Issue Position: Health Care
A Patient-Centered System: Turning Patients into Shoppers
America has the best health care system in the world. Unfortunately, bad tax policy, frivolous lawsuits, government price fixing and antiquated regulations are reducing access to care and drastically increasing healthcare costs.
If Congress does not act quickly, employers will be forced to either not offer health insurance, or ask their workers to pay an even larger part of the bill. Waiting times for doctors and hospitals will grow as the cost of health insurance and health care continues to increase. America's best and brightest students will no longer consider medicine as a career.
Politically, there are two diametrically opposed approaches to solving America's health care crisis. One approach assumes that government-controlled health care is the only practical solution. In these socialized systems like we see in Europe and Canada, doctors work for the government, bureaucrats control the delivery of care, and taxpayers foot the bill for so-called "free" universal health care.
While this approach has considerable political appeal, socialized medicine is known for delivering few medical innovations, poor quality, long waiting times and the rationing of care in ways not liked by patients. This is why the wealthy in Europe and Canada often come to the United States for care. If you think health care is expensive now, just wait until it is "free."
The right health care solution sets a goal: every American will have a health plan that they can afford, own and keep. This side supports individual choice and ownership and believes that Congress should allow the health care industry to operate like other free market service industries. Instead of forcing physicians and hospitals to be focused on government-fixed prices and codes, competition would allow health care providers to simplify - and reduce -their prices, just like we've seen happen in the field of laser eye surgery.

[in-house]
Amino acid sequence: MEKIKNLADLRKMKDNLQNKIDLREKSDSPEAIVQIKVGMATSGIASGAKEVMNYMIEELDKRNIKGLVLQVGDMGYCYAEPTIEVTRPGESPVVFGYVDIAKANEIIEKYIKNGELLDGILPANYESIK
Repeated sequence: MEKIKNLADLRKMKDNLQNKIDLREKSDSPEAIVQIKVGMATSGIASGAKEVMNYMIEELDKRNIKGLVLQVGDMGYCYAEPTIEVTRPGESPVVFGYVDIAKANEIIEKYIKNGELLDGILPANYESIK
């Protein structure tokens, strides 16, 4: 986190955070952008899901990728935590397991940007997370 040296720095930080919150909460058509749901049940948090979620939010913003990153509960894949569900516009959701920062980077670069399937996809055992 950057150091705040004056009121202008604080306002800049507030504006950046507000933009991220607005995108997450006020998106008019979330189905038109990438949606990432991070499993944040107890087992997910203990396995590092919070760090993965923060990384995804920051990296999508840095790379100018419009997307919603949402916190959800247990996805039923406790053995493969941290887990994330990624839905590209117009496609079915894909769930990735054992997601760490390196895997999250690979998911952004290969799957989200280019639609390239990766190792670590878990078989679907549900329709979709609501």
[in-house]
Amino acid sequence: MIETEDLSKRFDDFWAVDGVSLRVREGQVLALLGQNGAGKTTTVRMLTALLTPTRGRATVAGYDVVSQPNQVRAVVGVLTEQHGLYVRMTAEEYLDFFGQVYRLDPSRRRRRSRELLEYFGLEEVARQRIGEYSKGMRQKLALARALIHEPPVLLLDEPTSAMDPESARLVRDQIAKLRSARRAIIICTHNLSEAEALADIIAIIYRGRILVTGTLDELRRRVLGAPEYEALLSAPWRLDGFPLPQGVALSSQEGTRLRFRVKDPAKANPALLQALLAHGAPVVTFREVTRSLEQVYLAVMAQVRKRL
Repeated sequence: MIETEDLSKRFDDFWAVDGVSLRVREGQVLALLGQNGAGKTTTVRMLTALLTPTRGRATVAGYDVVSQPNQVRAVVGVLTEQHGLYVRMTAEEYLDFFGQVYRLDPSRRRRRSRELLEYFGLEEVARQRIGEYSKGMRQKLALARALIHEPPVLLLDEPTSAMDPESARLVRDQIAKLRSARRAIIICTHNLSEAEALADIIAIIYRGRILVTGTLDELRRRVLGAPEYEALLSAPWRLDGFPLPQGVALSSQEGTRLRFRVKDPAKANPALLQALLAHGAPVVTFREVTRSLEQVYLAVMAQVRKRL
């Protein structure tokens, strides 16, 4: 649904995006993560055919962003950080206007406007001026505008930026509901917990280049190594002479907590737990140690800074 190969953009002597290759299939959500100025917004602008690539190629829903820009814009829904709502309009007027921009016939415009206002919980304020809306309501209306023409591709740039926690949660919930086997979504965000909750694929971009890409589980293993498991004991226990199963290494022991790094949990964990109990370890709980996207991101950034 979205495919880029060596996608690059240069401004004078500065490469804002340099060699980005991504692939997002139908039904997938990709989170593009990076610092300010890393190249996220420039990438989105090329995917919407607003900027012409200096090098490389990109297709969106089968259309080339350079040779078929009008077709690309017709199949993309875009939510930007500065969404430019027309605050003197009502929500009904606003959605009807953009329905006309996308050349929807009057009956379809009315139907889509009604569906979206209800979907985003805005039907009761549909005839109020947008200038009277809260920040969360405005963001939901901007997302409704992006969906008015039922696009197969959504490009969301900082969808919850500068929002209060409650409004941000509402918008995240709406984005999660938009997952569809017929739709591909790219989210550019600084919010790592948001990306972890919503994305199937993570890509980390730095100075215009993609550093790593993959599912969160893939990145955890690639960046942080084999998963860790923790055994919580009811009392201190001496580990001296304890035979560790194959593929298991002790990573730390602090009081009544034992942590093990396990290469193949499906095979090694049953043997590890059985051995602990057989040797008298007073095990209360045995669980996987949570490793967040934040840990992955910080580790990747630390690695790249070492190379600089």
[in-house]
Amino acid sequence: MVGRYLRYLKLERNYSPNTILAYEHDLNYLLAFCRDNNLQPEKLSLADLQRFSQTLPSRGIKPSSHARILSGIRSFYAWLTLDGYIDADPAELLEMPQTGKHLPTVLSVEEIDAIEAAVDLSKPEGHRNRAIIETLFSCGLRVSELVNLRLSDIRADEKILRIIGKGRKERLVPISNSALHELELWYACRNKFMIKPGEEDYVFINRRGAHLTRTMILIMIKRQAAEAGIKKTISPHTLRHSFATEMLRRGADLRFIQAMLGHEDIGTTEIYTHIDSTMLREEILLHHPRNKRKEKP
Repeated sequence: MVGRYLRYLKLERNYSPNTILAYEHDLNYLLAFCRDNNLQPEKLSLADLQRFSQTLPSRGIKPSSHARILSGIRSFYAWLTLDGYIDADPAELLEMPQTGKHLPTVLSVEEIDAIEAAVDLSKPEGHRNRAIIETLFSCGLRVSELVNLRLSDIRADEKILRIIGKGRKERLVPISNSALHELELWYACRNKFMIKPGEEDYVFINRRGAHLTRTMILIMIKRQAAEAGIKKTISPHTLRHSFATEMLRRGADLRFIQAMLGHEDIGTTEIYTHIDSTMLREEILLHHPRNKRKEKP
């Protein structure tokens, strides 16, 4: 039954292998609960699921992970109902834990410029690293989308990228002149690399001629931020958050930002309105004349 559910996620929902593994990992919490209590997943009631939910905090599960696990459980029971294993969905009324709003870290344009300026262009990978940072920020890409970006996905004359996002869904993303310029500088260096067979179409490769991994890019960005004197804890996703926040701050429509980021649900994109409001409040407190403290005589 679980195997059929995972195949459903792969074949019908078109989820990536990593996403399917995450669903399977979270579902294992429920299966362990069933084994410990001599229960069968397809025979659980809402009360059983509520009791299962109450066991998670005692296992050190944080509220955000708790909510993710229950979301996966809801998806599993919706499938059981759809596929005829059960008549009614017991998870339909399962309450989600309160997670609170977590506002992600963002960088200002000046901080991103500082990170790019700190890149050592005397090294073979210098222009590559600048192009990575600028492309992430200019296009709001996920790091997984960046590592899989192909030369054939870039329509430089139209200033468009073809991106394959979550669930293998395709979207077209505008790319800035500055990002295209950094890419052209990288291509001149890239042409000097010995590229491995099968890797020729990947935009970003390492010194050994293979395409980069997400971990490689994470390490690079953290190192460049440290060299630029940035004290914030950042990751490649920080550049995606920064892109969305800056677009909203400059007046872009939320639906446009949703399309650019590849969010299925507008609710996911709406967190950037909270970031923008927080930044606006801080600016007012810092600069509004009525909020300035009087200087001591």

Another key component of this approach entails expanding and strengthening Health Savings Accounts (HSAs). Rather than using costly insurance bureaucracies to pay for primary health care services, patients could instead pay doctors and hospitals directly from tax-deductible deposits made to their HSA. HSAs also represent a real savings account: the money rolls over from year-to-year and is fully "portable," meaning HSA coverage follows you even if you change jobs or retire.
To further reduce costs for consumers, I have introduced The Health Care Choice Act that would turn the health insurance market, currently a patchwork of discrepant state regulations, into a nation-wide market. This increased competition would allow families to shop for health policies across state lines and choose from a wide variety of plans to fit their specific needs.
A patient-centered healthcare system would turn patients into shoppers, strengthen doctor/patient relationships, improve quality and reduce prices. This innovative approach would also give unprecedented health insurance access to small businesses and working families who are too often priced out of the current market. I believe Congress must act now to ensure that America's health care system remains second-to-none: patients are counting on us.